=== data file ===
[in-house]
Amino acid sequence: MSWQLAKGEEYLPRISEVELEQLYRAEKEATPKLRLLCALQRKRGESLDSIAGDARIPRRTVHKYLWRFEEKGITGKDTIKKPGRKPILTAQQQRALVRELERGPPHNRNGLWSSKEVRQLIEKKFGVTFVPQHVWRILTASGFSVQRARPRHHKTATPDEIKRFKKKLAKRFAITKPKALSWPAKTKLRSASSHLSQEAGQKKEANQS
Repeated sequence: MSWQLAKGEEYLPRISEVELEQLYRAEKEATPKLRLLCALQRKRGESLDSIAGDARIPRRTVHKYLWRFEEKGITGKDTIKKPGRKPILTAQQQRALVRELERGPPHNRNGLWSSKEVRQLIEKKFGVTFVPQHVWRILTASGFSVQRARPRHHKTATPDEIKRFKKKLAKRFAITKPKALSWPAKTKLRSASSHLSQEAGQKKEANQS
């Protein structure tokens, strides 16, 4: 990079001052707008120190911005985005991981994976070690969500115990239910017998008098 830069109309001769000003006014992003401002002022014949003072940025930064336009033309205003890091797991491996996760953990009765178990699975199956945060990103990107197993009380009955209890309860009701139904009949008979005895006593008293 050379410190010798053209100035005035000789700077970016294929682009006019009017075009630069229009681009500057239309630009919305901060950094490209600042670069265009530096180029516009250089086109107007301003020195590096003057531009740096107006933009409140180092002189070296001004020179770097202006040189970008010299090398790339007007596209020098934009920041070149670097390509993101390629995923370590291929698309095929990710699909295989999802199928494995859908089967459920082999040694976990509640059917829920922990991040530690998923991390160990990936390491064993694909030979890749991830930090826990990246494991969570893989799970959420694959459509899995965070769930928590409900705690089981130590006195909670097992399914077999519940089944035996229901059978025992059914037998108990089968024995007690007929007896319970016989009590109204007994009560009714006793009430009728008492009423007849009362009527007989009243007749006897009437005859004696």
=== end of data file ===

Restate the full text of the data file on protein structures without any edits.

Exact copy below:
[in-house]
Amino acid sequence: MSWQLAKGEEYLPRISEVELEQLYRAEKEATPKLRLLCALQRKRGESLDSIAGDARIPRRTVHKYLWRFEEKGITGKDTIKKPGRKPILTAQQQRALVRELERGPPHNRNGLWSSKEVRQLIEKKFGVTFVPQHVWRILTASGFSVQRARPRHHKTATPDEIKRFKKKLAKRFAITKPKALSWPAKTKLRSASSHLSQEAGQKKEANQS
Repeated sequence: MSWQLAKGEEYLPRISEVELEQLYRAEKEATPKLRLLCALQRKRGESLDSIAGDARIPRRTVHKYLWRFEEKGITGKDTIKKPGRKPILTAQQQRALVRELERGPPHNRNGLWSSKEVRQLIEKKFGVTFVPQHVWRILTASGFSVQRARPRHHKTATPDEIKRFKKKLAKRFAITKPKALSWPAKTKLRSASSHLSQEAGQKKEANQS
């Protein structure tokens, strides 16, 4: 990079001052707008120190911005985005991981994976070690969500115990239910017998008098 830069109309001769000003006014992003401002002022014949003072940025930064336009033309205003890091797991491996996760953990009765178990699975199956945060990103990107197993009380009955209890309860009701139904009949008979005895006593008293 050379410190010798053209100035005035000789700077970016294929682009006019009017075009630069229009681009500057239309630009919305901060950094490209600042670069265009530096180029516009250089086109107007301003020195590096003057531009740096107006933009409140180092002189070296001004020179770097202006040189970008010299090398790339007007596209020098934009920041070149670097390509993101390629995923370590291929698309095929990710699909295989999802199928494995859908089967459920082999040694976990509640059917829920922990991040530690998923991390160990990936390491064993694909030979890749991830930090826990990246494991969570893989799970959420694959459509899995965070769930928590409900705690089981130590006195909670097992399914077999519940089944035996229901059978025992059914037998108990089968024995007690007929007896319970016989009590109204007994009560009714006793009430009728008492009423007849009362009527007989009243007749006897009437005859004696």